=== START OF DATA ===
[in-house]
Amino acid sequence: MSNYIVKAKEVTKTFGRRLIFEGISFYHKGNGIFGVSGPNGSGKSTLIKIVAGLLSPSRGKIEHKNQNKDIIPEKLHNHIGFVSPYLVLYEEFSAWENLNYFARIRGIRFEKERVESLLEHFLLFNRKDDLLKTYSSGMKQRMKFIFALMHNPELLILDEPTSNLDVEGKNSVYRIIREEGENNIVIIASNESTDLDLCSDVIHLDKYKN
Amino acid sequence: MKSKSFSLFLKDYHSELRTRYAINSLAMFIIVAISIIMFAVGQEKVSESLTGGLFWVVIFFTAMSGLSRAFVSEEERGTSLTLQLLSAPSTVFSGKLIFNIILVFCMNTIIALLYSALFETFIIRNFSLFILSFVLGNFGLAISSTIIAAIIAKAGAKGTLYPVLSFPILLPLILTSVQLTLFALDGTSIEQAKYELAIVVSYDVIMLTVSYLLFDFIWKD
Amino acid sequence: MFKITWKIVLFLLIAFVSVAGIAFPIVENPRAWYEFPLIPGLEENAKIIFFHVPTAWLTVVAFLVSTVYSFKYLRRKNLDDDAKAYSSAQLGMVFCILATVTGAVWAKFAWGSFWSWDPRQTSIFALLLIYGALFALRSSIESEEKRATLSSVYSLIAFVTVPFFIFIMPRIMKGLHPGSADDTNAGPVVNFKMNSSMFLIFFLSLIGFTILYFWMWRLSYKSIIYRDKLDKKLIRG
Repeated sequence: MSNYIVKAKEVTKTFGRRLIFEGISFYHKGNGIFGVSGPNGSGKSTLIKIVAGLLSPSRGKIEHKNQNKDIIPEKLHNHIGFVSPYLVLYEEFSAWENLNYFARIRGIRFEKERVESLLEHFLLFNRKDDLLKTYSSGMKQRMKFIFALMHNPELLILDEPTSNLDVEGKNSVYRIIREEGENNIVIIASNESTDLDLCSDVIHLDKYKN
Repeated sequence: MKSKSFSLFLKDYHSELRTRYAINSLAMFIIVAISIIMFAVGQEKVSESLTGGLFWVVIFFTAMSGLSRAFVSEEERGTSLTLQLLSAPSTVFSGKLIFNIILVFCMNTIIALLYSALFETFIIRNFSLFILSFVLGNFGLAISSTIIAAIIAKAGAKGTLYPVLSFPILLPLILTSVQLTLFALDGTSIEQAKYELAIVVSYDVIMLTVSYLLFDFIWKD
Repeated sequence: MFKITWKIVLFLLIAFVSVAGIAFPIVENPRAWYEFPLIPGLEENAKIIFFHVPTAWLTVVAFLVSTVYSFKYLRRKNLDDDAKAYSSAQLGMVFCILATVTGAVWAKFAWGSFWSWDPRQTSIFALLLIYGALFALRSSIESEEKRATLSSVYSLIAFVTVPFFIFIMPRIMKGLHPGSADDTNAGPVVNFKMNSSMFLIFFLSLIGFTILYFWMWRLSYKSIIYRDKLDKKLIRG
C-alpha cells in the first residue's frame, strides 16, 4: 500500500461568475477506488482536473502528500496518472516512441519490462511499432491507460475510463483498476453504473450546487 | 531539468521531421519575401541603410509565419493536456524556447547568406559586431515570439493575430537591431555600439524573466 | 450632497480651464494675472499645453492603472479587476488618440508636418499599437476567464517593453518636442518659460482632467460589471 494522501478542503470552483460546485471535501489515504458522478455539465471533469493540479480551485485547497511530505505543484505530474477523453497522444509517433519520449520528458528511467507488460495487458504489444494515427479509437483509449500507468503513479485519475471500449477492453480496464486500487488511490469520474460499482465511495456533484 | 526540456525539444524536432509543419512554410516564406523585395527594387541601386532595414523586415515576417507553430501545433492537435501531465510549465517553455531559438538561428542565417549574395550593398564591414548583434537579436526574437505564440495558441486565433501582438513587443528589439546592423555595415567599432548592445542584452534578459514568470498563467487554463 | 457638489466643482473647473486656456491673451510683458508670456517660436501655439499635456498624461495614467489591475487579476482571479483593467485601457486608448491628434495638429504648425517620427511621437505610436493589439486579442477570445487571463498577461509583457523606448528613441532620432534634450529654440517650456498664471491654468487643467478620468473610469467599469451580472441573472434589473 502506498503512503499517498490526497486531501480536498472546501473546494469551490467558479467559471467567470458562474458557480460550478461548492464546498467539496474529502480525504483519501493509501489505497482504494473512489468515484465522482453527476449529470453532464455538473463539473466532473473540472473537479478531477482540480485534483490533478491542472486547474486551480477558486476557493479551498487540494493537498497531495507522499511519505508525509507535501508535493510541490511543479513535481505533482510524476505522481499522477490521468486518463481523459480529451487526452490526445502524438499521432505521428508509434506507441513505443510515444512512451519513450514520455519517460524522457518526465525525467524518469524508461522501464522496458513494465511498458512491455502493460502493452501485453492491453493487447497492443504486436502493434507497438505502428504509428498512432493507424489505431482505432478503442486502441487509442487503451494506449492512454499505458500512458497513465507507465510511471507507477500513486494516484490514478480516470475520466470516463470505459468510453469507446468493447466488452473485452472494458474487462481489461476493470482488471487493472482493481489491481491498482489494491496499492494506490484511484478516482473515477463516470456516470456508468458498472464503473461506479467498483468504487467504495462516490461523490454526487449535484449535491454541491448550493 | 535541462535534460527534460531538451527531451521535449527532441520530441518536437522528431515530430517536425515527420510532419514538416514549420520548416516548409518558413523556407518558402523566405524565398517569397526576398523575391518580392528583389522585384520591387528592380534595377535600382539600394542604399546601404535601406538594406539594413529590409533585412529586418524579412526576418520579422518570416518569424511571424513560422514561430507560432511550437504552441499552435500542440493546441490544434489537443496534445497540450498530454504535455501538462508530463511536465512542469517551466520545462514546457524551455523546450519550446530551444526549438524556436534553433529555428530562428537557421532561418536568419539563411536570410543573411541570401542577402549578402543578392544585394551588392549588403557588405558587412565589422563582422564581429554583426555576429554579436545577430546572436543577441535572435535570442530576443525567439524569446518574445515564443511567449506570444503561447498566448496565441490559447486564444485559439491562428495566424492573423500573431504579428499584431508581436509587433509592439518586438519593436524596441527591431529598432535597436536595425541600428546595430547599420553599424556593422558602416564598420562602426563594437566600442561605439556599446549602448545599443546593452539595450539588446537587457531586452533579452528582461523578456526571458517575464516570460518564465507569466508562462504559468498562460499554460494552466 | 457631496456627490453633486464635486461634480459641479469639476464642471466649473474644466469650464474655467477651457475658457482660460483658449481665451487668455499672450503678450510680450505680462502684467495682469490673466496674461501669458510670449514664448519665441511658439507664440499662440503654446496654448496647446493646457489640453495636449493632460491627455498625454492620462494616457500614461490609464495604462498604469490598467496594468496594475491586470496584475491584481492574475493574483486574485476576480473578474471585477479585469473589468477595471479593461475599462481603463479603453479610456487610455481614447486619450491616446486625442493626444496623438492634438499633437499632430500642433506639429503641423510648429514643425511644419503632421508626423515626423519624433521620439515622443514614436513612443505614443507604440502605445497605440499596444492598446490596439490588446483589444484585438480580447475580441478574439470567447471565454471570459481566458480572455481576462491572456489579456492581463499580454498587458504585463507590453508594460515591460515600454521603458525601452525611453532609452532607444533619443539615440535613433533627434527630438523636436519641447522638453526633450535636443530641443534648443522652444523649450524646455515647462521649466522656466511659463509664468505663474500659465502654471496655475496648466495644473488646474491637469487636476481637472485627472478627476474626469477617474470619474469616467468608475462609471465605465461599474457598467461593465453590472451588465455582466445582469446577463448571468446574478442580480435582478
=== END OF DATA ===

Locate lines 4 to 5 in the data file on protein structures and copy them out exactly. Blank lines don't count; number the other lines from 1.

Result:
Amino acid sequence: MFKITWKIVLFLLIAFVSVAGIAFPIVENPRAWYEFPLIPGLEENAKIIFFHVPTAWLTVVAFLVSTVYSFKYLRRKNLDDDAKAYSSAQLGMVFCILATVTGAVWAKFAWGSFWSWDPRQTSIFALLLIYGALFALRSSIESEEKRATLSSVYSLIAFVTVPFFIFIMPRIMKGLHPGSADDTNAGPVVNFKMNSSMFLIFFLSLIGFTILYFWMWRLSYKSIIYRDKLDKKLIRG
Repeated sequence: MSNYIVKAKEVTKTFGRRLIFEGISFYHKGNGIFGVSGPNGSGKSTLIKIVAGLLSPSRGKIEHKNQNKDIIPEKLHNHIGFVSPYLVLYEEFSAWENLNYFARIRGIRFEKERVESLLEHFLLFNRKDDLLKTYSSGMKQRMKFIFALMHNPELLILDEPTSNLDVEGKNSVYRIIREEGENNIVIIASNESTDLDLCSDVIHLDKYKN